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Gareth W. Peters ORCID logo, Rodrigo S. Targino ORCID logo, Pavel V. Shevchenko ORCID logo



We set the context for capital approximation within the framework of the Basel II / III regulatory capital accords. This is particularly topical as the Basel III accord is shortly due to take effect. In this regard, we provide a summary of the role of capital adequacy in the new accord, highlighting along the way the significant loss events that have been attributed to the Operational Risk class that was introduced in the Basel II and III accords. Then we provide a semi-tutorial discussion on the modelling aspects of capital estimation under a Loss Distributional Approach (LDA). Our emphasis is to focuss on the important loss processes with regard to those that contribute most to capital, the so called “high consequence, low frequency" loss processes. This leads us to provide a tutorial overview of heavy tailed loss process modelling in OpRisk under Basel III, with discussion on the implications of such tail assumptions for the severity model in an LDA
structure. This provides practitioners with a clear understanding of the features that they may wish to consider when developing OpRisk severity models in practice. From this discussion on heavy tailed severity models, we then develop an understanding of the impact such models have on the right tail asymptotics of the compound loss process and we provide detailed presentation of what are known as first and second order tail approximations for the resulting heavy tailed loss process. From this we develop a tutorial on three key families of risk measures and their equivalent second order asymptotic approximations: Value-at-Risk (Basel III industry standard); Expected Shortfall (ES) and the Spectral Risk Measure. These then form the capital approximations. We then provide a few example case studies to illustrate the accuracy of these asymptotic captial approximations, the rate of the convergence of the assymptotic result as a function of the LDA frequency and severity model parameters, the sensitivity of the capital approximation to the model parameters and the sensitivity to model miss-specification.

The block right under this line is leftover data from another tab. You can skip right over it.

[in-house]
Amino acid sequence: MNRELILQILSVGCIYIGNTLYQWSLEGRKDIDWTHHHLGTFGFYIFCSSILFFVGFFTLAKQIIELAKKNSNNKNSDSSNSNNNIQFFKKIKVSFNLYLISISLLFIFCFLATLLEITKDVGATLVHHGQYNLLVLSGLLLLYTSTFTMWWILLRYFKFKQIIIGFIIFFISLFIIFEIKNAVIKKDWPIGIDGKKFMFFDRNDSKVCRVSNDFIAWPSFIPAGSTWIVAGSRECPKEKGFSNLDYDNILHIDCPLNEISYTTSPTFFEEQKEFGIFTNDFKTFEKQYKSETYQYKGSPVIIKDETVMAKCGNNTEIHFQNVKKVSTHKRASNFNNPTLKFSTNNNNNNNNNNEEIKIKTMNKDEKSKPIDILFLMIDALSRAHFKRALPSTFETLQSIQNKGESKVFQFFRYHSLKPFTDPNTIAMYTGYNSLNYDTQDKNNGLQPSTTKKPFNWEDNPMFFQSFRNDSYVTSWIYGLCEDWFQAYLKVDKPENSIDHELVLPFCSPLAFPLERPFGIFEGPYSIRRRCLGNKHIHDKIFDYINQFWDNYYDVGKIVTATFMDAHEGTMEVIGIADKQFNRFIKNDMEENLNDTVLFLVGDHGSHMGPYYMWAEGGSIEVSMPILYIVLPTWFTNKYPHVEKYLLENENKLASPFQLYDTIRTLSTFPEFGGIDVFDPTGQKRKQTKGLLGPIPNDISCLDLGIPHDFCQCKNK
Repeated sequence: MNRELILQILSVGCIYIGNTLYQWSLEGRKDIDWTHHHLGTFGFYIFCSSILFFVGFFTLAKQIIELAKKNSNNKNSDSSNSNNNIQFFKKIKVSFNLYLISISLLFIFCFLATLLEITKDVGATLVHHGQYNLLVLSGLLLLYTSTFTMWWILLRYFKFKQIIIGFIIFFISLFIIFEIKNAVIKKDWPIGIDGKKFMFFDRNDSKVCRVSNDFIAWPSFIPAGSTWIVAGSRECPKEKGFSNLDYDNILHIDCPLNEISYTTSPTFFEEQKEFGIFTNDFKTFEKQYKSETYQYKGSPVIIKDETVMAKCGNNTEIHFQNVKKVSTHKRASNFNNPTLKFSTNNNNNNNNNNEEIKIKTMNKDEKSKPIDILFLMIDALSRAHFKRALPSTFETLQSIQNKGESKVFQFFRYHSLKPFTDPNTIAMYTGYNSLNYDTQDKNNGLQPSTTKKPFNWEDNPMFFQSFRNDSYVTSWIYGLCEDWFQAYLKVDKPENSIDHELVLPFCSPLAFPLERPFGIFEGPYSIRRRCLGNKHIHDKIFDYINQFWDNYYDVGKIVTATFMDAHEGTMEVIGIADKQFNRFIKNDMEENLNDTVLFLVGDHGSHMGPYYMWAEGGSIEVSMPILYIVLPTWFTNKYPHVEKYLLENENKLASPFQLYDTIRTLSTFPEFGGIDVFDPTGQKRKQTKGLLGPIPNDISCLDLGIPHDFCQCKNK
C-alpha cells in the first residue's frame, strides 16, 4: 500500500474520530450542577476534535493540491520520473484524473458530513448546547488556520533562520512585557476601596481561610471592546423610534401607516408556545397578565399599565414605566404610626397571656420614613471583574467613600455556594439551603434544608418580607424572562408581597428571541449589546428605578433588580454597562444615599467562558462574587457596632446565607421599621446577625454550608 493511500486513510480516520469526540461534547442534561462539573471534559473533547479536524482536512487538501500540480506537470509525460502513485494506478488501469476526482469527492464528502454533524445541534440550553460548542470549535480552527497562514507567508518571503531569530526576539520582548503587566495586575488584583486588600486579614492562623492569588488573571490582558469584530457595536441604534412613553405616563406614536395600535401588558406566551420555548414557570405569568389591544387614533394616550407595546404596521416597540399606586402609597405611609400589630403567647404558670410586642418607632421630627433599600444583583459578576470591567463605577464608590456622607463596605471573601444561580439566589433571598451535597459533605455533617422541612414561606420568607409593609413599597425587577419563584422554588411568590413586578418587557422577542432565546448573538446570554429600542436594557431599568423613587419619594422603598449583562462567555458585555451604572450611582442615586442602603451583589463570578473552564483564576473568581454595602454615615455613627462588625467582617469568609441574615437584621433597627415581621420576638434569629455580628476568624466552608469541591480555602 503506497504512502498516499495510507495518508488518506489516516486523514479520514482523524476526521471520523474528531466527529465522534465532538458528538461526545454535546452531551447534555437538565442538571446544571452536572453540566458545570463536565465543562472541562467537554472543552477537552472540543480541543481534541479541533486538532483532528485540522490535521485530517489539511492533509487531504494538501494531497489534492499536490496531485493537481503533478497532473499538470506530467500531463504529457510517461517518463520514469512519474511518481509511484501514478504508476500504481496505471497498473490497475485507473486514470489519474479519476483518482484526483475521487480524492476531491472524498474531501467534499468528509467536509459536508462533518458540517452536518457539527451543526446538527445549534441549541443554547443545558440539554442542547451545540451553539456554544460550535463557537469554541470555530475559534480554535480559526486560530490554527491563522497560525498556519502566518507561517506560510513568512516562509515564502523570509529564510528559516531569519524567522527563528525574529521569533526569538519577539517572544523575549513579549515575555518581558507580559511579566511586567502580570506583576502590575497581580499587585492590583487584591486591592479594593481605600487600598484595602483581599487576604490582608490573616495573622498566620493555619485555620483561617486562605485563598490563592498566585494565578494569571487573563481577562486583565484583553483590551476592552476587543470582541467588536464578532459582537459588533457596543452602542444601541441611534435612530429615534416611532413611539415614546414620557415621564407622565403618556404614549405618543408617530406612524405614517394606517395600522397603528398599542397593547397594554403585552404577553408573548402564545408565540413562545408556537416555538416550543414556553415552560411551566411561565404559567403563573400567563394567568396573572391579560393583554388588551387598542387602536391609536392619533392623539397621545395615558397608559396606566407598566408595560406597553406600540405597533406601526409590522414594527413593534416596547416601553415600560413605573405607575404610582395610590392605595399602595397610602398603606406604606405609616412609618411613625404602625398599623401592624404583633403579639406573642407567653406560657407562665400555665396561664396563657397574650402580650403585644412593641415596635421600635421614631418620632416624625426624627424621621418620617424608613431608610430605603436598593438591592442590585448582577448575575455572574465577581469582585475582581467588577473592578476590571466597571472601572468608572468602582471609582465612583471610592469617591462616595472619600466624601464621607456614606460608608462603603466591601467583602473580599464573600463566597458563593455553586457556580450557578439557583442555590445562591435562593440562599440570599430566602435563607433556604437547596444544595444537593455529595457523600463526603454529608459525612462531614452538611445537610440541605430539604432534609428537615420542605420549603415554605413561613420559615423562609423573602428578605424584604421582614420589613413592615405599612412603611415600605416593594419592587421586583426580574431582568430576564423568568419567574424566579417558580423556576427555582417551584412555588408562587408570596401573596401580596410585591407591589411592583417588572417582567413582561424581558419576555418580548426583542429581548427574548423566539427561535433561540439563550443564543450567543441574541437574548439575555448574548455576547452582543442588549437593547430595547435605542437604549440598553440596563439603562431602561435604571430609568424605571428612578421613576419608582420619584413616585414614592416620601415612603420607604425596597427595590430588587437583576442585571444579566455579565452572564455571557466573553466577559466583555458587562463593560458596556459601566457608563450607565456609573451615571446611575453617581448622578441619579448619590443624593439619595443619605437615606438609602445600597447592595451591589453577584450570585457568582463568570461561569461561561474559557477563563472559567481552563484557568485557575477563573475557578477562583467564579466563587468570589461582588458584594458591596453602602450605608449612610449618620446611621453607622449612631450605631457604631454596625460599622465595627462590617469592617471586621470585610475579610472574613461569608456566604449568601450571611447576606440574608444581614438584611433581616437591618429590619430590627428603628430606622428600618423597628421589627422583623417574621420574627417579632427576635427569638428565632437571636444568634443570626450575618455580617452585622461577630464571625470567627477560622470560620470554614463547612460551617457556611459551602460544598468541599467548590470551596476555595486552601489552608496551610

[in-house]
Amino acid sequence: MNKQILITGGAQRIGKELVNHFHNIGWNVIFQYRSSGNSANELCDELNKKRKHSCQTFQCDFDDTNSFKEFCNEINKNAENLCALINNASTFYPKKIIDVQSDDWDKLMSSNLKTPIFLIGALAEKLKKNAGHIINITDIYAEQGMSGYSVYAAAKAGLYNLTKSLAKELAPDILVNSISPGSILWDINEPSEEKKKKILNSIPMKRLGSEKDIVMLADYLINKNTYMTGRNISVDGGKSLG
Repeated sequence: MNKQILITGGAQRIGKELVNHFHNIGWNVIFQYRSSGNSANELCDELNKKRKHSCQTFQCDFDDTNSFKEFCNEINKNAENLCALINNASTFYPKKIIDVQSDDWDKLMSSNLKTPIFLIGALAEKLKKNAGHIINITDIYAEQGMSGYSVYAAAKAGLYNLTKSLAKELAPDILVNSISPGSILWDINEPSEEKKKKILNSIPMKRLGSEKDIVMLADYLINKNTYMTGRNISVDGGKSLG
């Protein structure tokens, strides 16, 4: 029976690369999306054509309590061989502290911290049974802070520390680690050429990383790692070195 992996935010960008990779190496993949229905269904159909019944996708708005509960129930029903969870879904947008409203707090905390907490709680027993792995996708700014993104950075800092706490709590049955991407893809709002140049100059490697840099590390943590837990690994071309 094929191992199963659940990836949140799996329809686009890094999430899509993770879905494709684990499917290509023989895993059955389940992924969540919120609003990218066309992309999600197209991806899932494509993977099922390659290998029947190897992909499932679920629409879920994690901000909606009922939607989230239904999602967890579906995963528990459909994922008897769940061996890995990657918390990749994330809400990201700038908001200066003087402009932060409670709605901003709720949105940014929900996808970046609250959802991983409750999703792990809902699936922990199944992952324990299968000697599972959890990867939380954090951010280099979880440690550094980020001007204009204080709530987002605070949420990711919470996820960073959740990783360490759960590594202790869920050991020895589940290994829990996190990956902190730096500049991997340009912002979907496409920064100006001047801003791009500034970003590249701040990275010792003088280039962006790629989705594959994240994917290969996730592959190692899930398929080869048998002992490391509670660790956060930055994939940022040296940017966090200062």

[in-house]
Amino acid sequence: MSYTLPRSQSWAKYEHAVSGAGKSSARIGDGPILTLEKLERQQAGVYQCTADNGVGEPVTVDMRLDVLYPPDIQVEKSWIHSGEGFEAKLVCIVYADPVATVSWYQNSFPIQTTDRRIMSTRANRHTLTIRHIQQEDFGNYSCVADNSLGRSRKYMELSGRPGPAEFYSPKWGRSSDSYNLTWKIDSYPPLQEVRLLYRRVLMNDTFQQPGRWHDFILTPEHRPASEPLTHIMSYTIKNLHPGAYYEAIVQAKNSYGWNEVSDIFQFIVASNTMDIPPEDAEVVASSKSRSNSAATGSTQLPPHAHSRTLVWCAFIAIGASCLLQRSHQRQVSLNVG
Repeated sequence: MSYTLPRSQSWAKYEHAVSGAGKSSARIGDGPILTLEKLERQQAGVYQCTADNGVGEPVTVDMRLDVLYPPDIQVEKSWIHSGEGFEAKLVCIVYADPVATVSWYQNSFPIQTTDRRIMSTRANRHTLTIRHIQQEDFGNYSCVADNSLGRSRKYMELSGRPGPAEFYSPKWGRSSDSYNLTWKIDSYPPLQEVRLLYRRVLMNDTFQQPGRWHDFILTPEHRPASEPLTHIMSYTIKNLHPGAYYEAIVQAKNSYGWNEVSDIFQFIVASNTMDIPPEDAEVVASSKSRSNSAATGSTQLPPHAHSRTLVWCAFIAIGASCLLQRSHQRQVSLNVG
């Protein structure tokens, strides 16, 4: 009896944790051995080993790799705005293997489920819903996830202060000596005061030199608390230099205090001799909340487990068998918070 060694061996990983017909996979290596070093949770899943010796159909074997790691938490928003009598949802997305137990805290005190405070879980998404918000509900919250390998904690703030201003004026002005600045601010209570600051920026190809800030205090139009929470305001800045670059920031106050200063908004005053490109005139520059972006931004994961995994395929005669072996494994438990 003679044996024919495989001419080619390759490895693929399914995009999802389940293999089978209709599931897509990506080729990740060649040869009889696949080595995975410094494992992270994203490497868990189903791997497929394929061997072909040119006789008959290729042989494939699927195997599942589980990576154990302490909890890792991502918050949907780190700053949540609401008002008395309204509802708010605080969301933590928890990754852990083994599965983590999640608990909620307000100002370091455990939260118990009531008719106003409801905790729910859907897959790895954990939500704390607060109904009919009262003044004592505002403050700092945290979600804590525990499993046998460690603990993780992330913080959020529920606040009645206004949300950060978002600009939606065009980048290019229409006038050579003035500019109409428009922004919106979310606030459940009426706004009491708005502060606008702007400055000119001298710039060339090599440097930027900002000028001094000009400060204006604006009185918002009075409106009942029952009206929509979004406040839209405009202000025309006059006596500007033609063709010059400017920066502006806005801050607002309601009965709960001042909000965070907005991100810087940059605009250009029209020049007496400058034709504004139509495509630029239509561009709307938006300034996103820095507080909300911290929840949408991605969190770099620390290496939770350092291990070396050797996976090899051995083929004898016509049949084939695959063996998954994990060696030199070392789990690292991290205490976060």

Keywords: Basel II/III, Capital Approximation, Loss Distributional Approach, Capital Approximation, Value-at-Risk, Expected Shortfall, Spectral Risk Measure, Subexponential, Regularly Varying

How to cite this paper: Peters, G. W., Targino, R. S., & Shevchenko, P. V. (2013). Understanding operational risk capital approximations: First and second orders. Journal of Governance and Regulation, 2(3), 58-78. https://doi.org/10.22495/jgr_v2_i3_p6